Marius Backmann (LSE): “Time for Freedom”
Views on free will are classically classified along their compatibility with determinism. Accounts that require a power to do otherwise require the existence of alternative future possibilities, which are taken to be incompatible with determinism. I argue that determinism does not automatically imply that the future is not settled, and neither does indeterminism automatically imply an open future, depending on other basic ontological assumptions about the nature of laws and temporal ontology. It is thus not determinism, but the question whether the future is open that should be the crucial issue in the free will debate. Given that one of the results of this discussion is that accounts of freedom that require the power to do otherwise are incompatible with temporal ontologies with a fixed future, I will at the end briefly outline an intermediary position between classical incompatibilist libertarianism and classical compatibilism, which is compatible with a fixed future.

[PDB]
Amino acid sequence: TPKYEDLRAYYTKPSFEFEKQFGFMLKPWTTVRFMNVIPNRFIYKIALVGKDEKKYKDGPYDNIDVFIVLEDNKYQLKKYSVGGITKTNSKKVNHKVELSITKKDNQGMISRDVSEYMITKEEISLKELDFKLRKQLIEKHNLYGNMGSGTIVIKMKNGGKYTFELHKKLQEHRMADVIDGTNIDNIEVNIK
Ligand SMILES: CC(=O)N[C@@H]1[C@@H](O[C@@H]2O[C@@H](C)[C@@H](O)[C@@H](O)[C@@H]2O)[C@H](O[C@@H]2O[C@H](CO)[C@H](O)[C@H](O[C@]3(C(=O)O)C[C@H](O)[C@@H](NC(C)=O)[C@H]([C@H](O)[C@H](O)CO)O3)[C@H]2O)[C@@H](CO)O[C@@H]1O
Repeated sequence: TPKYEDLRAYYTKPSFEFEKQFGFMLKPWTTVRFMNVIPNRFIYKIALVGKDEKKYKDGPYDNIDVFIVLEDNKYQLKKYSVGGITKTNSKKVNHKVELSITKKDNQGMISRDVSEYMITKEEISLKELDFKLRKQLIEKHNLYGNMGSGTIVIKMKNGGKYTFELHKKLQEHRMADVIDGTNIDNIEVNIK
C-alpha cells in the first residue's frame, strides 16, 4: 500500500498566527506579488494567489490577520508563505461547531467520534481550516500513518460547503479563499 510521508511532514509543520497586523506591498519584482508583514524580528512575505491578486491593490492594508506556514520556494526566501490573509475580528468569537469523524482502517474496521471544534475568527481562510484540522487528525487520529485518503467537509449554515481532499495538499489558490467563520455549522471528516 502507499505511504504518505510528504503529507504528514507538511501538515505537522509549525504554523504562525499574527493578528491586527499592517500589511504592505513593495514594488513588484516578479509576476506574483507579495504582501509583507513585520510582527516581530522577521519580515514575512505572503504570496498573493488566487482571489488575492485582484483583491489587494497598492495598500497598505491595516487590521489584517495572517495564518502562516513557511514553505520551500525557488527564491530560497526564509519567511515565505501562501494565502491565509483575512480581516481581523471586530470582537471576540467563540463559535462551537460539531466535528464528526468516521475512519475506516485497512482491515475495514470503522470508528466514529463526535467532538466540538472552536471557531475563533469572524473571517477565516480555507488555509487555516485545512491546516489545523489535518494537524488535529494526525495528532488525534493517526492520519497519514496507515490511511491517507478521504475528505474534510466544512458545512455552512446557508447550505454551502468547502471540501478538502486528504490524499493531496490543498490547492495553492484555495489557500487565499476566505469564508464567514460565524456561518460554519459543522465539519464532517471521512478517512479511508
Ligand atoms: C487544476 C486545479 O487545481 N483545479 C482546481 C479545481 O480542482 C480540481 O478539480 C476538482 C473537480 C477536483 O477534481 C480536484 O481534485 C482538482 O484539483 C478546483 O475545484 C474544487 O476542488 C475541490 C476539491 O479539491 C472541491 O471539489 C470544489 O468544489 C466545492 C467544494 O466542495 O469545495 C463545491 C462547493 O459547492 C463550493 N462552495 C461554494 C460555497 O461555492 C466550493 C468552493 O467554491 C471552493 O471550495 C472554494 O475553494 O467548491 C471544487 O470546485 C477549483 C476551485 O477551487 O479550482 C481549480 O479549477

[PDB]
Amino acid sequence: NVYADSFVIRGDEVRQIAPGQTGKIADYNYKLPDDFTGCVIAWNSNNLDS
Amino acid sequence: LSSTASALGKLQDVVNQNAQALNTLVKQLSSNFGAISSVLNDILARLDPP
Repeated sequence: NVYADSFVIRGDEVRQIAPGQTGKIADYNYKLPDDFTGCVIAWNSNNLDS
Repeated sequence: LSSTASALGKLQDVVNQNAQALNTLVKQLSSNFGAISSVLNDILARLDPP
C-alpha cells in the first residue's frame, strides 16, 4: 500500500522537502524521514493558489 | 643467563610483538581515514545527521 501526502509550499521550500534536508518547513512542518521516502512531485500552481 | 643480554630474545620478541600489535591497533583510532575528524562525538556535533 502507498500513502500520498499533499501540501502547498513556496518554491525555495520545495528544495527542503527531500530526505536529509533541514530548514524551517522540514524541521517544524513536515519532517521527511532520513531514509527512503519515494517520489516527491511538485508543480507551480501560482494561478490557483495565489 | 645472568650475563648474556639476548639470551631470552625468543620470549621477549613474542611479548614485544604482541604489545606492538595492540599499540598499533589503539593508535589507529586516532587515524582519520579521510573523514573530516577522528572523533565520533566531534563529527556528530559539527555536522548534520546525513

Marius Backmann is an LSE Fellow in the Department of Philosophy, Logic and Scientific Method.
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